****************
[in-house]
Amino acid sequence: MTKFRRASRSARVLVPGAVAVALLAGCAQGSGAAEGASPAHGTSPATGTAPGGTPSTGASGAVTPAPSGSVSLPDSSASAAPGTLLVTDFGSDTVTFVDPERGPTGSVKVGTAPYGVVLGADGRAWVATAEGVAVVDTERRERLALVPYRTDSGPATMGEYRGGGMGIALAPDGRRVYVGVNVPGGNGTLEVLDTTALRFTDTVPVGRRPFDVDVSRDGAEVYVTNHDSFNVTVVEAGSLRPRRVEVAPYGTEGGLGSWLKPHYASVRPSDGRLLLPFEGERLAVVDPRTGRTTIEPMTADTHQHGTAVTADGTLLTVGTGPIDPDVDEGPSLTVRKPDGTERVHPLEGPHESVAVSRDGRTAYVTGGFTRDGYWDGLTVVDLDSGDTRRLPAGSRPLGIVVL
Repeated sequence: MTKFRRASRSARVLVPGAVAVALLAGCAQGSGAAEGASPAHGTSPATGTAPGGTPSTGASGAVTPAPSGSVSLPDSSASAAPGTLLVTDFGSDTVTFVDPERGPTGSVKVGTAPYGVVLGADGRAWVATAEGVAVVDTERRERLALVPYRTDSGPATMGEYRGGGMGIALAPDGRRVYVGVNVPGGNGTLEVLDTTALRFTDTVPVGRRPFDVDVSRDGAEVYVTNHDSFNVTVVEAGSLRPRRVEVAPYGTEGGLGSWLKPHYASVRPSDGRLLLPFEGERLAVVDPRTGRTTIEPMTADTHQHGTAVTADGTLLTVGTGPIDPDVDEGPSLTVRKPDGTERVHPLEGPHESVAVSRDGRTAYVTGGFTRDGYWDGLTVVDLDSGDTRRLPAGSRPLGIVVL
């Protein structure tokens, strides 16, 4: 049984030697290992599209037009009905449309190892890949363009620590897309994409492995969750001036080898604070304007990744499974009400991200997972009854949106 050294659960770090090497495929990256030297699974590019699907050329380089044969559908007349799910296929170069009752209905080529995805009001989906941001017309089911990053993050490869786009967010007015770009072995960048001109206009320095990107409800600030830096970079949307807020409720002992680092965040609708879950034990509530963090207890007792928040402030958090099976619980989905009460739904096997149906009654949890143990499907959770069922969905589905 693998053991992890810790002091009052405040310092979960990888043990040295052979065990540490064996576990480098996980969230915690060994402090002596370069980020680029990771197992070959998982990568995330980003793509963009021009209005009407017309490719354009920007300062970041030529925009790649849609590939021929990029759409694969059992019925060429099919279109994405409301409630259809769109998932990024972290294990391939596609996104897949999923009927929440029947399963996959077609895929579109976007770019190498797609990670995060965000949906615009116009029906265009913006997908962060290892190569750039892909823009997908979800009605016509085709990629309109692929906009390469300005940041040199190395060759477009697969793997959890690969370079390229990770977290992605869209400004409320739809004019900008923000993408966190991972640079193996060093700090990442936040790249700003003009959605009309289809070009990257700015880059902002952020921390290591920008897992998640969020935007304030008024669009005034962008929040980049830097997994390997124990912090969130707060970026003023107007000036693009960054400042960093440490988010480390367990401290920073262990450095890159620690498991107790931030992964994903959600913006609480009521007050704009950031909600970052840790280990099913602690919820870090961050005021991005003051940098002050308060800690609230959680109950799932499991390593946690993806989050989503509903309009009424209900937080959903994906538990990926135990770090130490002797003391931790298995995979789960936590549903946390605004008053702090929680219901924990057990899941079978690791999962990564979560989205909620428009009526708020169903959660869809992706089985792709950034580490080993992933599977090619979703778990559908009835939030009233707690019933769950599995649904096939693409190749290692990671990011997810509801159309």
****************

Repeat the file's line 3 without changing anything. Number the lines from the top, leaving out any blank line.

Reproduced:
Repeated sequence: MTKFRRASRSARVLVPGAVAVALLAGCAQGSGAAEGASPAHGTSPATGTAPGGTPSTGASGAVTPAPSGSVSLPDSSASAAPGTLLVTDFGSDTVTFVDPERGPTGSVKVGTAPYGVVLGADGRAWVATAEGVAVVDTERRERLALVPYRTDSGPATMGEYRGGGMGIALAPDGRRVYVGVNVPGGNGTLEVLDTTALRFTDTVPVGRRPFDVDVSRDGAEVYVTNHDSFNVTVVEAGSLRPRRVEVAPYGTEGGLGSWLKPHYASVRPSDGRLLLPFEGERLAVVDPRTGRTTIEPMTADTHQHGTAVTADGTLLTVGTGPIDPDVDEGPSLTVRKPDGTERVHPLEGPHESVAVSRDGRTAYVTGGFTRDGYWDGLTVVDLDSGDTRRLPAGSRPLGIVVL